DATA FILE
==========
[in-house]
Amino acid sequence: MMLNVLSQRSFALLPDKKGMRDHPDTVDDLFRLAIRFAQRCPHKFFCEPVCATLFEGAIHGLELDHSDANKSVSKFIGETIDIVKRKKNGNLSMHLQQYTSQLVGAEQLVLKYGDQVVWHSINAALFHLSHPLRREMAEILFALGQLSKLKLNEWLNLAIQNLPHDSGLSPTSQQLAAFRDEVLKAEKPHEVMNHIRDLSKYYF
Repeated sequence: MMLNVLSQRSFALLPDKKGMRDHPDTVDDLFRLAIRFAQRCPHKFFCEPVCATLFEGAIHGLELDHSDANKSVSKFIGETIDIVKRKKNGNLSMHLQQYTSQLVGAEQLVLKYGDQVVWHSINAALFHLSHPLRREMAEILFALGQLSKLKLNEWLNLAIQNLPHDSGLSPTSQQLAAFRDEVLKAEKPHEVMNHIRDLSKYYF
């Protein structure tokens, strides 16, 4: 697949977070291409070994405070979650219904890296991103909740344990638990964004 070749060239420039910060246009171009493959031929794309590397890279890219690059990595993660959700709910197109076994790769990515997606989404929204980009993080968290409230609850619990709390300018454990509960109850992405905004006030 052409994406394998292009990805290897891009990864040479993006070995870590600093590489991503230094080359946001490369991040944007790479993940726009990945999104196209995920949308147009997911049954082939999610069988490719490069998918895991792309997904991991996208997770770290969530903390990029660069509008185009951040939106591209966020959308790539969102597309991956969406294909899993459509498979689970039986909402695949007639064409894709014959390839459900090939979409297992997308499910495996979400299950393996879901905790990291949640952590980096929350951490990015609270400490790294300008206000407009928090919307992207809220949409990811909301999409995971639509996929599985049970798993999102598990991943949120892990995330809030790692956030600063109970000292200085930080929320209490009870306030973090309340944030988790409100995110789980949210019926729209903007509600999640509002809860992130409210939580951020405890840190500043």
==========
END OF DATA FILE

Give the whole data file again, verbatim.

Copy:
[in-house]
Amino acid sequence: MMLNVLSQRSFALLPDKKGMRDHPDTVDDLFRLAIRFAQRCPHKFFCEPVCATLFEGAIHGLELDHSDANKSVSKFIGETIDIVKRKKNGNLSMHLQQYTSQLVGAEQLVLKYGDQVVWHSINAALFHLSHPLRREMAEILFALGQLSKLKLNEWLNLAIQNLPHDSGLSPTSQQLAAFRDEVLKAEKPHEVMNHIRDLSKYYF
Repeated sequence: MMLNVLSQRSFALLPDKKGMRDHPDTVDDLFRLAIRFAQRCPHKFFCEPVCATLFEGAIHGLELDHSDANKSVSKFIGETIDIVKRKKNGNLSMHLQQYTSQLVGAEQLVLKYGDQVVWHSINAALFHLSHPLRREMAEILFALGQLSKLKLNEWLNLAIQNLPHDSGLSPTSQQLAAFRDEVLKAEKPHEVMNHIRDLSKYYF
């Protein structure tokens, strides 16, 4: 697949977070291409070994405070979650219904890296991103909740344990638990964004 070749060239420039910060246009171009493959031929794309590397890279890219690059990595993660959700709910197109076994790769990515997606989404929204980009993080968290409230609850619990709390300018454990509960109850992405905004006030 052409994406394998292009990805290897891009990864040479993006070995870590600093590489991503230094080359946001490369991040944007790479993940726009990945999104196209995920949308147009997911049954082939999610069988490719490069998918895991792309997904991991996208997770770290969530903390990029660069509008185009951040939106591209966020959308790539969102597309991956969406294909899993459509498979689970039986909402695949007639064409894709014959390839459900090939979409297992997308499910495996979400299950393996879901905790990291949640952590980096929350951490990015609270400490790294300008206000407009928090919307992207809220949409990811909301999409995971639509996929599985049970798993999102598990991943949120892990995330809030790692956030600063109970000292200085930080929320209490009870306030973090309340944030988790409100995110789980949210019926729209903007509600999640509002809860992130409210939580951020405890840190500043």